Boehner open to deal to ease spending ceilings

Boehner open to deal to ease spending ceilings
© Greg Nash

Speaker John BoehnerJohn Andrew BoehnerSpeculation mounts, but Ryan’s job seen as safe Boehner warns Trump: Don't pull out of Korea-US trade deal GOP Rep: Ryan wasting taxpayers dollars by blocking war authorization debate MORE (R-Ohio) said Thursday he would welcome another spending agreement that would lift the sequestration budget ceilings set to return in October.

“If there's a way to reduce mandatory spending in a way that would provide relief to the sequester, like we did with the Ryan-Murray budget plan, have at it,” Boehner told reporters at his weekly press conference, referring to the agreement Rep. Paul Ryan (R-Wis.) and Sen. Patty Murray (D-Wash.) struck in late 2013 that relieved sequestration ceilings for fiscal 2014 and 2015.

Boehner said it “could happen again” and acknowledged that in the meantime, the GOP-controlled Congress will have disagreements with the White House over spending.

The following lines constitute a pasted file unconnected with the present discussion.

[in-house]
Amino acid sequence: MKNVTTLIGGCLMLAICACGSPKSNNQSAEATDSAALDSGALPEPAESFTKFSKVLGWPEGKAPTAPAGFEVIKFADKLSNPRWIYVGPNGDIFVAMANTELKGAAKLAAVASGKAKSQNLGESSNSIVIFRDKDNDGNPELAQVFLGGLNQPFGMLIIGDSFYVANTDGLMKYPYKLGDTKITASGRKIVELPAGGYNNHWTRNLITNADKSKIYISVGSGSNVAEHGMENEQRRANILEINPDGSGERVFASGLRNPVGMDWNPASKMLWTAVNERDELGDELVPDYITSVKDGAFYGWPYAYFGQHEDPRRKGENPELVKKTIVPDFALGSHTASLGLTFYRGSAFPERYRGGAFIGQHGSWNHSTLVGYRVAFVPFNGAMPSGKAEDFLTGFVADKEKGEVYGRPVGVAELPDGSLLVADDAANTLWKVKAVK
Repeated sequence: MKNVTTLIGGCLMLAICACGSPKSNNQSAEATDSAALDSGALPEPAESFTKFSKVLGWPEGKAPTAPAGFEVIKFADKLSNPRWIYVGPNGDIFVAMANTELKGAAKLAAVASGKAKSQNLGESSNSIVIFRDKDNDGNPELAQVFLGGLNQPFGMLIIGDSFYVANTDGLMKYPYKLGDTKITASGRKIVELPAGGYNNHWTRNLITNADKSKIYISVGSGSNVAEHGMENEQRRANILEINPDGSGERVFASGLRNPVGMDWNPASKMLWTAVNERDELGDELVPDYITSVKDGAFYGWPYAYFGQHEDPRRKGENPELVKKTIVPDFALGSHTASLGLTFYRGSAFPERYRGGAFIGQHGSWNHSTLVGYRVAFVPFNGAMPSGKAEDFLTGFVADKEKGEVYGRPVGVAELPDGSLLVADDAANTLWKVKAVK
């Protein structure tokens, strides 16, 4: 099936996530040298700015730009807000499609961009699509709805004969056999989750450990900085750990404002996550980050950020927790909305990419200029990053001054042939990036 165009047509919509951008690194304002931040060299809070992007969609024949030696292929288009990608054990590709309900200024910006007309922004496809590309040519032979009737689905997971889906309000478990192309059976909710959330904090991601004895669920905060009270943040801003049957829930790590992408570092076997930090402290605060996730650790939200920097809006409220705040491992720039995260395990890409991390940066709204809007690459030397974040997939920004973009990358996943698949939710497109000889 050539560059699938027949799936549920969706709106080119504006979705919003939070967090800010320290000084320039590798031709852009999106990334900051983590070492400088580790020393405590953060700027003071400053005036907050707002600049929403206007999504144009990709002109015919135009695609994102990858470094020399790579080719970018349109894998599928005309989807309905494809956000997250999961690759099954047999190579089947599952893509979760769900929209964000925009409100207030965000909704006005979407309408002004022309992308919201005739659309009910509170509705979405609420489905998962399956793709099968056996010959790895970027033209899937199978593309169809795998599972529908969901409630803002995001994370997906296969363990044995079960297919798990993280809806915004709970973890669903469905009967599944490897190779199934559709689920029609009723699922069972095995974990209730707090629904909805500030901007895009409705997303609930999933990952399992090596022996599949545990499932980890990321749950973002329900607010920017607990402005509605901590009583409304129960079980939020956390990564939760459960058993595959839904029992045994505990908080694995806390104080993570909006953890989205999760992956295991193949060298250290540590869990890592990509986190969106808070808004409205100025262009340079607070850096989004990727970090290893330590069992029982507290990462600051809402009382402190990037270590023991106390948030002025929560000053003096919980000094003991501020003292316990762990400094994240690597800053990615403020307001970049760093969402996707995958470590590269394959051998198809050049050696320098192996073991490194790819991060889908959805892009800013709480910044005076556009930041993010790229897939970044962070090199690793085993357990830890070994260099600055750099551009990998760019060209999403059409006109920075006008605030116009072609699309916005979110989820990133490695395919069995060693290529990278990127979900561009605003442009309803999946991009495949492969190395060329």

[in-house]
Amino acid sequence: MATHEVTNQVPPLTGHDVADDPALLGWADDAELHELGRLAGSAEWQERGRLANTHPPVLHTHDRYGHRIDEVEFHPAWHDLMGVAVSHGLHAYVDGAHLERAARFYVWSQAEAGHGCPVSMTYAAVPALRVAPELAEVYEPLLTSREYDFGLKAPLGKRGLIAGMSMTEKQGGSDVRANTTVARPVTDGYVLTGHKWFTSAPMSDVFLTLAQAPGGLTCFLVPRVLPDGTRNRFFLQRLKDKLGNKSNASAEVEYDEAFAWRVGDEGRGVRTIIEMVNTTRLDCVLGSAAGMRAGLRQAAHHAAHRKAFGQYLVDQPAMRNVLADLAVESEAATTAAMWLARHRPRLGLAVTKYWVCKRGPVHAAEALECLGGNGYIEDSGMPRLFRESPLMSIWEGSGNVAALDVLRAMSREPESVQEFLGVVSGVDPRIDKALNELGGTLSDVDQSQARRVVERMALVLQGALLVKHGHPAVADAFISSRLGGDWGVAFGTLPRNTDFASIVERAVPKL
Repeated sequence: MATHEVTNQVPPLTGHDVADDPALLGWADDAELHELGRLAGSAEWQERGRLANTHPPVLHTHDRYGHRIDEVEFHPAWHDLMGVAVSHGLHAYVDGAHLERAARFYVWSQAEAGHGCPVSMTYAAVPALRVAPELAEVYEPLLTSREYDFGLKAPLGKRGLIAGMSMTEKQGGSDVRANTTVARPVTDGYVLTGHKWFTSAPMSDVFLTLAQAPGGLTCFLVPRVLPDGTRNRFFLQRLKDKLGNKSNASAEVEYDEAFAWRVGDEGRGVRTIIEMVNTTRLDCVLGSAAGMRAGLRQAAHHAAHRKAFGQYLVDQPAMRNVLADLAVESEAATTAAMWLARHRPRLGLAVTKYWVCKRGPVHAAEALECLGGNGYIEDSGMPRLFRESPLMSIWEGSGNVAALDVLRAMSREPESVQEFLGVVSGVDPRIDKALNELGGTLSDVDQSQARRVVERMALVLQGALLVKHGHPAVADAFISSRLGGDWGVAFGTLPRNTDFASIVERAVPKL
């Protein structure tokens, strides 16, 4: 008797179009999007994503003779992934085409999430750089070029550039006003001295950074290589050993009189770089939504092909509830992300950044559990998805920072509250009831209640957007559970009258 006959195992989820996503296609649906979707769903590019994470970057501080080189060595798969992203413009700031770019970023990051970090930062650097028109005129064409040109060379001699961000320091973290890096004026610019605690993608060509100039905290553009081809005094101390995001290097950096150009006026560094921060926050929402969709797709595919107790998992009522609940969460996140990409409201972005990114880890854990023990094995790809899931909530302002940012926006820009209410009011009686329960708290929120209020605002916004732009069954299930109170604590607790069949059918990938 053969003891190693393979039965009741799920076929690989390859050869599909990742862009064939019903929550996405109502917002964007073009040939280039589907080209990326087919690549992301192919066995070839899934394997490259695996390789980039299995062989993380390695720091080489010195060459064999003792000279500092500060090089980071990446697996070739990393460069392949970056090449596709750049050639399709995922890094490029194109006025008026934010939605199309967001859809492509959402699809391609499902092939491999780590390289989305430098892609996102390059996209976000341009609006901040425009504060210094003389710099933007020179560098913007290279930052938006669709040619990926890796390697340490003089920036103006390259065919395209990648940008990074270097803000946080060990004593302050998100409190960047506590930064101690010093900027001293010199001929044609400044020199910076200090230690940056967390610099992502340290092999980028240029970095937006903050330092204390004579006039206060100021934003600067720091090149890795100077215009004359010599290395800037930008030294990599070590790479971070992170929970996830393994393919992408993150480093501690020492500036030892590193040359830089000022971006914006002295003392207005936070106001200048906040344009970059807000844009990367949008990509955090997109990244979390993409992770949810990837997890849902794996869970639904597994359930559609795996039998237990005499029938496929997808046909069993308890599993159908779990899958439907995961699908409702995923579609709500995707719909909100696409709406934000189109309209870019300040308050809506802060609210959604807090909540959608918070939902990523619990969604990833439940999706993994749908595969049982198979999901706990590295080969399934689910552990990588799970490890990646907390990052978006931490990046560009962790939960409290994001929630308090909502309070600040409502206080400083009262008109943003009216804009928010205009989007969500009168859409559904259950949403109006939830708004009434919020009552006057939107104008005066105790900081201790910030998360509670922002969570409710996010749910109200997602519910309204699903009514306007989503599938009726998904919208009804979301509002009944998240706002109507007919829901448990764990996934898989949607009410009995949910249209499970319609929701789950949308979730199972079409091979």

“We'll work through the appropriation process and deal with those problems as they come up,” he said.

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The Ryan-Murray deal emerged in December 2013 after Congress allowed the government to shut down for 16 days.

Asked whether Boehner is open to getting a similar deal this summer, before the threat of another shutdown, he said, “Nobody's interested in shutting down the government. We're interested in real fiscal responsibility. And if — if such an effort is called for in a budget agreement and if such an effort can get off the ground, hope springs eternal.”

House Appropriations Committee Chairman Hal Rogers (R-Ky.) said Thursday he hopes a deal will emerge.

Boehner made the comments after appearing to endorse spending caps for next year during a recent interview with Fox Business.

Democrats, the White House and even some Republicans have called for increasing nondefense spending, as well, and negotiating a deal that would lift the caps.

During the Fox interview, Boehner said he wasn't sure Republicans would pursue that option.

“I don’t — we’re not — I’m not sure we’re going down that path,” he said. “I think there’s ample funds for the nondefense side of the budget. Defense is where the big needs are.”